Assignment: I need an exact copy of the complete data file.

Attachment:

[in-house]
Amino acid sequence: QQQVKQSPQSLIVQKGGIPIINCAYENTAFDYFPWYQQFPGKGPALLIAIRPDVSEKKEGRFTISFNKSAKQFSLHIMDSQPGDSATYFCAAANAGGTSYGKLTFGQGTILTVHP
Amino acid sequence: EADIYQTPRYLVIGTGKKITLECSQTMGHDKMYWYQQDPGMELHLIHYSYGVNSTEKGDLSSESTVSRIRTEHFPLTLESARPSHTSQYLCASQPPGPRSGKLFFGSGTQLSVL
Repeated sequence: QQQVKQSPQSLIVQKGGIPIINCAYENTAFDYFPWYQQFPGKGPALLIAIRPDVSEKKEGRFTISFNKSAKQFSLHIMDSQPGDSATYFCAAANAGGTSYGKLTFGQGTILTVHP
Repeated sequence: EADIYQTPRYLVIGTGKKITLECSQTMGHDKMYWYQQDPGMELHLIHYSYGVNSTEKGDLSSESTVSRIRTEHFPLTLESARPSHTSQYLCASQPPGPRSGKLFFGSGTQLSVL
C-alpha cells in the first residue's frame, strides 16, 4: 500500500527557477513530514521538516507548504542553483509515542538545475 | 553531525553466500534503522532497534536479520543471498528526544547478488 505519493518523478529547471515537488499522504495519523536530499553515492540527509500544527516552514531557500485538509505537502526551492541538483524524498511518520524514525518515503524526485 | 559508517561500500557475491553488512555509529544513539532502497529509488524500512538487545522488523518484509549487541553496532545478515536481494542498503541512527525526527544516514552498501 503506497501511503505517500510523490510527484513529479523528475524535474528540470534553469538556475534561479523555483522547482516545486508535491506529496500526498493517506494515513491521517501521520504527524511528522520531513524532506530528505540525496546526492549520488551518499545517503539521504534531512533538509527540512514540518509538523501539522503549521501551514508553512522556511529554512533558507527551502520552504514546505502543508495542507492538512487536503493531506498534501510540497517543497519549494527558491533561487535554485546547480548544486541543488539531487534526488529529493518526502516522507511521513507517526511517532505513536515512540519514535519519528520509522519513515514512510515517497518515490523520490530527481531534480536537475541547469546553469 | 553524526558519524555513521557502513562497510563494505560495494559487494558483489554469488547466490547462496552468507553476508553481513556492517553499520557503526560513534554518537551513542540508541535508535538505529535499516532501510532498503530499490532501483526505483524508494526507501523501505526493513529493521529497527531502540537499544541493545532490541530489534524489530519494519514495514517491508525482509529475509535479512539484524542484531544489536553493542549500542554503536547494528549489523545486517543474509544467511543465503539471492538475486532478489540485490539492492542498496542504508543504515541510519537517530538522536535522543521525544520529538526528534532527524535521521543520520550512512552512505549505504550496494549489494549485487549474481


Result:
[in-house]
Amino acid sequence: QQQVKQSPQSLIVQKGGIPIINCAYENTAFDYFPWYQQFPGKGPALLIAIRPDVSEKKEGRFTISFNKSAKQFSLHIMDSQPGDSATYFCAAANAGGTSYGKLTFGQGTILTVHP
Amino acid sequence: EADIYQTPRYLVIGTGKKITLECSQTMGHDKMYWYQQDPGMELHLIHYSYGVNSTEKGDLSSESTVSRIRTEHFPLTLESARPSHTSQYLCASQPPGPRSGKLFFGSGTQLSVL
Repeated sequence: QQQVKQSPQSLIVQKGGIPIINCAYENTAFDYFPWYQQFPGKGPALLIAIRPDVSEKKEGRFTISFNKSAKQFSLHIMDSQPGDSATYFCAAANAGGTSYGKLTFGQGTILTVHP
Repeated sequence: EADIYQTPRYLVIGTGKKITLECSQTMGHDKMYWYQQDPGMELHLIHYSYGVNSTEKGDLSSESTVSRIRTEHFPLTLESARPSHTSQYLCASQPPGPRSGKLFFGSGTQLSVL
C-alpha cells in the first residue's frame, strides 16, 4: 500500500527557477513530514521538516507548504542553483509515542538545475 | 553531525553466500534503522532497534536479520543471498528526544547478488 505519493518523478529547471515537488499522504495519523536530499553515492540527509500544527516552514531557500485538509505537502526551492541538483524524498511518520524514525518515503524526485 | 559508517561500500557475491553488512555509529544513539532502497529509488524500512538487545522488523518484509549487541553496532545478515536481494542498503541512527525526527544516514552498501 503506497501511503505517500510523490510527484513529479523528475524535474528540470534553469538556475534561479523555483522547482516545486508535491506529496500526498493517506494515513491521517501521520504527524511528522520531513524532506530528505540525496546526492549520488551518499545517503539521504534531512533538509527540512514540518509538523501539522503549521501551514508553512522556511529554512533558507527551502520552504514546505502543508495542507492538512487536503493531506498534501510540497517543497519549494527558491533561487535554485546547480548544486541543488539531487534526488529529493518526502516522507511521513507517526511517532505513536515512540519514535519519528520509522519513515514512510515517497518515490523520490530527481531534480536537475541547469546553469 | 553524526558519524555513521557502513562497510563494505560495494559487494558483489554469488547466490547462496552468507553476508553481513556492517553499520557503526560513534554518537551513542540508541535508535538505529535499516532501510532498503530499490532501483526505483524508494526507501523501505526493513529493521529497527531502540537499544541493545532490541530489534524489530519494519514495514517491508525482509529475509535479512539484524542484531544489536553493542549500542554503536547494528549489523545486517543474509544467511543465503539471492538475486532478489540485490539492492542498496542504508543504515541510519537517530538522536535522543521525544520529538526528534532527524535521521543520520550512512552512505549505504550496494549489494549485487549474481